Amazon Milk Frog

Trachycephalus resinifictrix

Got Milk?

This species gets its name "milk" frog from the milky substance they secrete from their glands when threatened.

About the Species

The Amazon milk frog spends its entire life in the canopy.

Amazon milk frogs have sticky toe pads to aid in climbing trees. Even during the breeding season, they do not come out of the trees. Males stake out a tree hole or bromeliad that is full of water and call to females. A female then comes and lays her eggs, which the male fertilizes. Finally, males actually then call for a second female, who lays eggs which become unfertilized food for the tadpoles.

Words From the Experts

Quotes

Although a common species, Amazon Milk Frogs are highly dependent on tall trees. Thus, deforestation and habitat loss is a concern for their future.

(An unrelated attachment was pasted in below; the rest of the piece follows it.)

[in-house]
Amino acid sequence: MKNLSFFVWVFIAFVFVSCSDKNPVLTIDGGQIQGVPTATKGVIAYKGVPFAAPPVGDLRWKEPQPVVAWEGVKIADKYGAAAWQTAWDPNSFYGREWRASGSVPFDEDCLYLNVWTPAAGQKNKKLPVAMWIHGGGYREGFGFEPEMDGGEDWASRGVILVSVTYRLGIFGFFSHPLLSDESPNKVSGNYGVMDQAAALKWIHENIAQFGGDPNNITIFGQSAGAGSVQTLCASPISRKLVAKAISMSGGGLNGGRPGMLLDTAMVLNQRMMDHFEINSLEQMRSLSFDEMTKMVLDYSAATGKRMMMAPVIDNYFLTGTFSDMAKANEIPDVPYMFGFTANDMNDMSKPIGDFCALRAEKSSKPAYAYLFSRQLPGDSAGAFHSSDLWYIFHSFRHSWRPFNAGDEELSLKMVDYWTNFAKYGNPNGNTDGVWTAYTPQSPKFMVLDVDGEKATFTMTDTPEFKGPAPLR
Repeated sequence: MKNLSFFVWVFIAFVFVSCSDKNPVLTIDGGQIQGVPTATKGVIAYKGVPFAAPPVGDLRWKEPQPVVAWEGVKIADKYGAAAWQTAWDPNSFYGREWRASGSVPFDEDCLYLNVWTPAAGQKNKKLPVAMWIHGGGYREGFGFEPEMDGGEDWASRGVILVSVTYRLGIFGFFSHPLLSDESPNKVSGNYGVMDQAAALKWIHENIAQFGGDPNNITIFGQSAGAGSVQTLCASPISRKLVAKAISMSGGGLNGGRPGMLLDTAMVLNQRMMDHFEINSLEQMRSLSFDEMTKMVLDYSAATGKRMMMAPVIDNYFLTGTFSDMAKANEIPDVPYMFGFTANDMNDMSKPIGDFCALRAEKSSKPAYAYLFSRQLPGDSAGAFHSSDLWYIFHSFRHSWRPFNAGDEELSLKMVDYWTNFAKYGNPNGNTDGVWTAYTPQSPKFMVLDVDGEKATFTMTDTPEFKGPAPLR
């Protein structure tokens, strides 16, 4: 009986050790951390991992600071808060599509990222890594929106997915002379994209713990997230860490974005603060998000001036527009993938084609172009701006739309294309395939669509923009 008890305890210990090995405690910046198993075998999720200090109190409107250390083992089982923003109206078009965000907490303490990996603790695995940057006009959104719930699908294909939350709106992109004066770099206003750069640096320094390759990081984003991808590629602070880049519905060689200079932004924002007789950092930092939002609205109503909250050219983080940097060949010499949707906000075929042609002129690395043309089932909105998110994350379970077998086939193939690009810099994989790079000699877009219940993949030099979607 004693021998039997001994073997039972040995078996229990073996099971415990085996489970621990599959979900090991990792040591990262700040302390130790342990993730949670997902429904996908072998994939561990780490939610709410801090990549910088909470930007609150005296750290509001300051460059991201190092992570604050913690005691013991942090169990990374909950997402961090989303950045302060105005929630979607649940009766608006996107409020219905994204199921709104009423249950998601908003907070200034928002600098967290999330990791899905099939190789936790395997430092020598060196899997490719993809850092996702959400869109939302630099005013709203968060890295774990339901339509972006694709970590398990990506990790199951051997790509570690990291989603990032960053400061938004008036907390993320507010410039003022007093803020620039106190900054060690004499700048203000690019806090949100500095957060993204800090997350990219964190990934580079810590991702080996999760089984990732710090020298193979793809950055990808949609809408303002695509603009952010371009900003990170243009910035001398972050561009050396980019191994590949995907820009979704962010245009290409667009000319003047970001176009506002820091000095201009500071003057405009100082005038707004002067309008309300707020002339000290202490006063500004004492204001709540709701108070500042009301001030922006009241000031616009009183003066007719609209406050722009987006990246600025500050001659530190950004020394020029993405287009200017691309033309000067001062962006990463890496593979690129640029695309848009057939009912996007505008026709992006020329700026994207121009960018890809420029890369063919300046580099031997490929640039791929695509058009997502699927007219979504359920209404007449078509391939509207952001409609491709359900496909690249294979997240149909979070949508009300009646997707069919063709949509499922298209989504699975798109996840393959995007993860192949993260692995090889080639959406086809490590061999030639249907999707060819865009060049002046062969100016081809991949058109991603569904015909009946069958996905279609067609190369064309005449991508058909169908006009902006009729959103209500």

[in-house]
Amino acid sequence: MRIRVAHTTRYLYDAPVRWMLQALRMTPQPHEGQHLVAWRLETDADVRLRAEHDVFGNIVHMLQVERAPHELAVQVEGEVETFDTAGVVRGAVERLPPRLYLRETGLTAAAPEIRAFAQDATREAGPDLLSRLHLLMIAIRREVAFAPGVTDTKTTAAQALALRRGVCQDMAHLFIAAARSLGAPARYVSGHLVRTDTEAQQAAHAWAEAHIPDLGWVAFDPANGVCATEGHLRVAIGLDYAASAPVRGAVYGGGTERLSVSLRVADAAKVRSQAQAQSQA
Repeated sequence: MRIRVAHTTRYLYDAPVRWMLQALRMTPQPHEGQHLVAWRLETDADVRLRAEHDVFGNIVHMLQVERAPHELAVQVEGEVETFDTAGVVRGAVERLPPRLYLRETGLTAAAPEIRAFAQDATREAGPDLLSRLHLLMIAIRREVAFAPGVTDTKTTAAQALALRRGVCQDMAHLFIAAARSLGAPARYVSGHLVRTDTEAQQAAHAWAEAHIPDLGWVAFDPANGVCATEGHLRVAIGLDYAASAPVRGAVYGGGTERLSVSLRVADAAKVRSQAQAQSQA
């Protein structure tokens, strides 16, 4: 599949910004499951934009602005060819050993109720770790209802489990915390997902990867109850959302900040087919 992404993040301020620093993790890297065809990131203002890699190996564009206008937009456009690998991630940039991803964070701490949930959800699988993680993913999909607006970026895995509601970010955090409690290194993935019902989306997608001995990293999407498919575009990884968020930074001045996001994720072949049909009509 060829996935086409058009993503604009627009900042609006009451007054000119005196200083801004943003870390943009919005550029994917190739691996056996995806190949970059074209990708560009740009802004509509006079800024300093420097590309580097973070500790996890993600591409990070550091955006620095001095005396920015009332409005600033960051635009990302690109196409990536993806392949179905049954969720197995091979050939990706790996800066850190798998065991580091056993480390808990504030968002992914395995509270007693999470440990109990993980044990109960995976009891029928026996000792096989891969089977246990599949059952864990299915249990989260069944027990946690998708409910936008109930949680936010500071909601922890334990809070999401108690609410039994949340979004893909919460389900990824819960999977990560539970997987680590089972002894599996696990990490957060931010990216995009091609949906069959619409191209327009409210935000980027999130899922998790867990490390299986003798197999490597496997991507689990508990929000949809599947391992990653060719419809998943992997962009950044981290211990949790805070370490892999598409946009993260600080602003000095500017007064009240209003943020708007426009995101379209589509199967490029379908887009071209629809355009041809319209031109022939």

Did You Know?

The Amazon milk frog is also known as the "mission golden-eyed" tree frog or "sapo canoeiro", meaning "boatman frog". Their croak sounds like oars tapping the side of a canoe!

Facts

Origin

South America

Habitat

Tropical rainforests

Size

4 inches long (max.)

Diet

Insects, small vertebrates

Predators

Snakes, birds, lizards, mammals

Natural Defenses

Milky, poisonous substance

Reproduction

Up to 2000 eggs per clutch

Status

Least Concern

Life Expectancy

Up to 25 years

  • Saving Animals From Extinction
  • Culture Builds Florida
  • Florida Association of Zoos and Aquariums
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